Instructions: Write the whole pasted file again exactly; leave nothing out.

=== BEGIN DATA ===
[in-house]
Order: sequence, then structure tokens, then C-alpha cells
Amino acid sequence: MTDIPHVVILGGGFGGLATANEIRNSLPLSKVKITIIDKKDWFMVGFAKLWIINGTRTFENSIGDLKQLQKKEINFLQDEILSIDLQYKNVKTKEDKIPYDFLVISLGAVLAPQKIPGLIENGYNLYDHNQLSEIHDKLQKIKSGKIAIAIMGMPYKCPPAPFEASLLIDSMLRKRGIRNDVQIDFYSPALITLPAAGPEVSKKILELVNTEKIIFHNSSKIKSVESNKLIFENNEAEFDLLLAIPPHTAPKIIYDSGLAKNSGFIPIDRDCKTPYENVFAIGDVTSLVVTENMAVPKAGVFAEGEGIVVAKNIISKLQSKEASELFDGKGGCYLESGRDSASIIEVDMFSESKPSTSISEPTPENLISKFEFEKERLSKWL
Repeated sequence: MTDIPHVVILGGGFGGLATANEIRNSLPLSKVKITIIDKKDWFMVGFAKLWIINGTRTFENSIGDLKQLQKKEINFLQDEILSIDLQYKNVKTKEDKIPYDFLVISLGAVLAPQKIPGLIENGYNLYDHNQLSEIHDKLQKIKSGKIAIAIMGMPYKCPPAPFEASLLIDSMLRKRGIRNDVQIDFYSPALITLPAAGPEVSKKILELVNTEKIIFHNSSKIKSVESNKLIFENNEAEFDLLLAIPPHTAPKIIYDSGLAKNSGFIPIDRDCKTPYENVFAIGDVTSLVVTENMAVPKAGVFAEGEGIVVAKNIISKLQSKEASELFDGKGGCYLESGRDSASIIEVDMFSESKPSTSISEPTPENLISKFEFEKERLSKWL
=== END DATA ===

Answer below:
[in-house]
Order: sequence, then structure tokens, then C-alpha cells
Amino acid sequence: MTDIPHVVILGGGFGGLATANEIRNSLPLSKVKITIIDKKDWFMVGFAKLWIINGTRTFENSIGDLKQLQKKEINFLQDEILSIDLQYKNVKTKEDKIPYDFLVISLGAVLAPQKIPGLIENGYNLYDHNQLSEIHDKLQKIKSGKIAIAIMGMPYKCPPAPFEASLLIDSMLRKRGIRNDVQIDFYSPALITLPAAGPEVSKKILELVNTEKIIFHNSSKIKSVESNKLIFENNEAEFDLLLAIPPHTAPKIIYDSGLAKNSGFIPIDRDCKTPYENVFAIGDVTSLVVTENMAVPKAGVFAEGEGIVVAKNIISKLQSKEASELFDGKGGCYLESGRDSASIIEVDMFSESKPSTSISEPTPENLISKFEFEKERLSKWL
Repeated sequence: MTDIPHVVILGGGFGGLATANEIRNSLPLSKVKITIIDKKDWFMVGFAKLWIINGTRTFENSIGDLKQLQKKEINFLQDEILSIDLQYKNVKTKEDKIPYDFLVISLGAVLAPQKIPGLIENGYNLYDHNQLSEIHDKLQKIKSGKIAIAIMGMPYKCPPAPFEASLLIDSMLRKRGIRNDVQIDFYSPALITLPAAGPEVSKKILELVNTEKIIFHNSSKIKSVESNKLIFENNEAEFDLLLAIPPHTAPKIIYDSGLAKNSGFIPIDRDCKTPYENVFAIGDVTSLVVTENMAVPKAGVFAEGEGIVVAKNIISKLQSKEASELFDGKGGCYLESGRDSASIIEVDMFSESKPSTSISEPTPENLISKFEFEKERLSKWL